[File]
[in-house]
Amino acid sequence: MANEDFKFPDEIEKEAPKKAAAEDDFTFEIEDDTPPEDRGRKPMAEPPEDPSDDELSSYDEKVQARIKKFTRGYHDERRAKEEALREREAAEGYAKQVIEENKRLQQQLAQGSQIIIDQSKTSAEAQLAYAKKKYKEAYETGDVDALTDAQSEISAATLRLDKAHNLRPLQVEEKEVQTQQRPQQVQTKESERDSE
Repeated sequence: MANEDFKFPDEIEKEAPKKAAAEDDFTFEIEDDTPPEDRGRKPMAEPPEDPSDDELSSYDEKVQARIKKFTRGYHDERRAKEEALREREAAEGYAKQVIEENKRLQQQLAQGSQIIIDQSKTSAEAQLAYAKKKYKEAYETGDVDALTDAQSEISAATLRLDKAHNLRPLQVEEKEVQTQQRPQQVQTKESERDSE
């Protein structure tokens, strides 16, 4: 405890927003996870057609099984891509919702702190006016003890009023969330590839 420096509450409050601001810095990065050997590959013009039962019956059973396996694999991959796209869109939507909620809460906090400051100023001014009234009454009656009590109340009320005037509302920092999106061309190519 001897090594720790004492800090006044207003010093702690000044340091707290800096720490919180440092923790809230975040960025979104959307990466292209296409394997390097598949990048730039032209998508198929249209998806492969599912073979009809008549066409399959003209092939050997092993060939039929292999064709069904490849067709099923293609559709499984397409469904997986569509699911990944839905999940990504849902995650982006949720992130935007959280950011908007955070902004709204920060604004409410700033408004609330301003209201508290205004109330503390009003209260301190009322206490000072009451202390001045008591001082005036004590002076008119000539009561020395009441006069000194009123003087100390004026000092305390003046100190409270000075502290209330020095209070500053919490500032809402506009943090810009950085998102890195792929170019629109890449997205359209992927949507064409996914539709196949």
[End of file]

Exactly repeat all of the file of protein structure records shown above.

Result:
[in-house]
Amino acid sequence: MANEDFKFPDEIEKEAPKKAAAEDDFTFEIEDDTPPEDRGRKPMAEPPEDPSDDELSSYDEKVQARIKKFTRGYHDERRAKEEALREREAAEGYAKQVIEENKRLQQQLAQGSQIIIDQSKTSAEAQLAYAKKKYKEAYETGDVDALTDAQSEISAATLRLDKAHNLRPLQVEEKEVQTQQRPQQVQTKESERDSE
Repeated sequence: MANEDFKFPDEIEKEAPKKAAAEDDFTFEIEDDTPPEDRGRKPMAEPPEDPSDDELSSYDEKVQARIKKFTRGYHDERRAKEEALREREAAEGYAKQVIEENKRLQQQLAQGSQIIIDQSKTSAEAQLAYAKKKYKEAYETGDVDALTDAQSEISAATLRLDKAHNLRPLQVEEKEVQTQQRPQQVQTKESERDSE
């Protein structure tokens, strides 16, 4: 405890927003996870057609099984891509919702702190006016003890009023969330590839 420096509450409050601001810095990065050997590959013009039962019956059973396996694999991959796209869109939507909620809460906090400051100023001014009234009454009656009590109340009320005037509302920092999106061309190519 001897090594720790004492800090006044207003010093702690000044340091707290800096720490919180440092923790809230975040960025979104959307990466292209296409394997390097598949990048730039032209998508198929249209998806492969599912073979009809008549066409399959003209092939050997092993060939039929292999064709069904490849067709099923293609559709499984397409469904997986569509699911990944839905999940990504849902995650982006949720992130935007959280950011908007955070902004709204920060604004409410700033408004609330301003209201508290205004109330503390009003209260301190009322206490000072009451202390001045008591001082005036004590002076008119000539009561020395009441006069000194009123003087100390004026000092305390003046100190409270000075502290209330020095209070500053919490500032809402506009943090810009950085998102890195792929170019629109890449997205359209992927949507064409996914539709196949």